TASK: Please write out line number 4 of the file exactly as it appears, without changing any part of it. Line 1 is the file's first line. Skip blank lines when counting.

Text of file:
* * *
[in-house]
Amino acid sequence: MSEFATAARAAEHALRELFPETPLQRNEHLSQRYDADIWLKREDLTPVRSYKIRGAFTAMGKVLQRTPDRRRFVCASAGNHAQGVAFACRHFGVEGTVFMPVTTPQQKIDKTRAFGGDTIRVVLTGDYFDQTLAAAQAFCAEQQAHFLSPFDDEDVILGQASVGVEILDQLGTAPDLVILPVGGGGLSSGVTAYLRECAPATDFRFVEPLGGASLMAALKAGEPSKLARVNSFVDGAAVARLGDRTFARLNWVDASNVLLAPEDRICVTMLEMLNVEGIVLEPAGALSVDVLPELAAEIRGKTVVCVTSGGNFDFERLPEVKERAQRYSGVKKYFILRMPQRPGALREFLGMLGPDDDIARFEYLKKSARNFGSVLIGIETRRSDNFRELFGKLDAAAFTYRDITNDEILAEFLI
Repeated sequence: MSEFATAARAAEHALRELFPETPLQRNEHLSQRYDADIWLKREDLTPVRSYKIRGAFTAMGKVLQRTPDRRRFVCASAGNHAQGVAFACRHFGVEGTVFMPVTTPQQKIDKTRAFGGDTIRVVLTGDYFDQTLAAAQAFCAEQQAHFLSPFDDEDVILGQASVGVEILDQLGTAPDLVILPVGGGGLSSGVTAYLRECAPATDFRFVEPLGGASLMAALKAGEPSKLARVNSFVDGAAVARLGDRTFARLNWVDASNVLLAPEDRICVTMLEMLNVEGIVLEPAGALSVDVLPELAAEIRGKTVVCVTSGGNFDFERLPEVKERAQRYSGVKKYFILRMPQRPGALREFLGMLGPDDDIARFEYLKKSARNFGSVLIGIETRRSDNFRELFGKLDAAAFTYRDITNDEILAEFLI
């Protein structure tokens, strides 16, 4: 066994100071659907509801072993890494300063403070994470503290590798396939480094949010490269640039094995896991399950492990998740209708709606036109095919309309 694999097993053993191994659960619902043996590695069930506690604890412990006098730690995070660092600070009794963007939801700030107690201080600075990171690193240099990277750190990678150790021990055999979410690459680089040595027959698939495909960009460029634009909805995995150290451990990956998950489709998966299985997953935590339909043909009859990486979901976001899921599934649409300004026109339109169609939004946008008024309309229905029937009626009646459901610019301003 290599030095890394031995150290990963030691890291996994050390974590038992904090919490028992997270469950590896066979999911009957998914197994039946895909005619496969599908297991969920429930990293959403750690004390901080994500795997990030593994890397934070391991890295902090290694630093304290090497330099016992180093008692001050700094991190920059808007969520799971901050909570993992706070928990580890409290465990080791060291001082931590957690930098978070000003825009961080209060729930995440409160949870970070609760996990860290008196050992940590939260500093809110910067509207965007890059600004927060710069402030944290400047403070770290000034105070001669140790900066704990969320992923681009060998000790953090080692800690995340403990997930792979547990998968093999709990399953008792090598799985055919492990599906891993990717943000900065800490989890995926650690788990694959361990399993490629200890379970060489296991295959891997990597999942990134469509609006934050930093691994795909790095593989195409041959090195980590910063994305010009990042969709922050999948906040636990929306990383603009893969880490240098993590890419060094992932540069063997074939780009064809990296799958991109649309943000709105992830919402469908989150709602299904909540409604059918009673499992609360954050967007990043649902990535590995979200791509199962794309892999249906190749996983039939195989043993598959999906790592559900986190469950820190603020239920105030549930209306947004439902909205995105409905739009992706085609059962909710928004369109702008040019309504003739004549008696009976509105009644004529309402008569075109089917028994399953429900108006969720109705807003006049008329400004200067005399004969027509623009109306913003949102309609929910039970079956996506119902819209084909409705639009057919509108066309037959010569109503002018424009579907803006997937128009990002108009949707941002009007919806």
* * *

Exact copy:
């Protein structure tokens, strides 16, 4: 066994100071659907509801072993890494300063403070994470503290590798396939480094949010490269640039094995896991399950492990998740209708709606036109095919309309 694999097993053993191994659960619902043996590695069930506690604890412990006098730690995070660092600070009794963007939801700030107690201080600075990171690193240099990277750190990678150790021990055999979410690459680089040595027959698939495909960009460029634009909805995995150290451990990956998950489709998966299985997953935590339909043909009859990486979901976001899921599934649409300004026109339109169609939004946008008024309309229905029937009626009646459901610019301003 290599030095890394031995150290990963030691890291996994050390974590038992904090919490028992997270469950590896066979999911009957998914197994039946895909005619496969599908297991969920429930990293959403750690004390901080994500795997990030593994890397934070391991890295902090290694630093304290090497330099016992180093008692001050700094991190920059808007969520799971901050909570993992706070928990580890409290465990080791060291001082931590957690930098978070000003825009961080209060729930995440409160949870970070609760996990860290008196050992940590939260500093809110910067509207965007890059600004927060710069402030944290400047403070770290000034105070001669140790900066704990969320992923681009060998000790953090080692800690995340403990997930792979547990998968093999709990399953008792090598799985055919492990599906891993990717943000900065800490989890995926650690788990694959361990399993490629200890379970060489296991295959891997990597999942990134469509609006934050930093691994795909790095593989195409041959090195980590910063994305010009990042969709922050999948906040636990929306990383603009893969880490240098993590890419060094992932540069063997074939780009064809990296799958991109649309943000709105992830919402469908989150709602299904909540409604059918009673499992609360954050967007990043649902990535590995979200791509199962794309892999249906190749996983039939195989043993598959999906790592559900986190469950820190603020239920105030549930209306947004439902909205995105409905739009992706085609059962909710928004369109702008040019309504003739004549008696009976509105009644004529309402008569075109089917028994399953429900108006969720109705807003006049008329400004200067005399004969027509623009109306913003949102309609929910039970079956996506119902819209084909409705639009057919509108066309037959010569109503002018424009579907803006997937128009990002108009949707941002009007919806």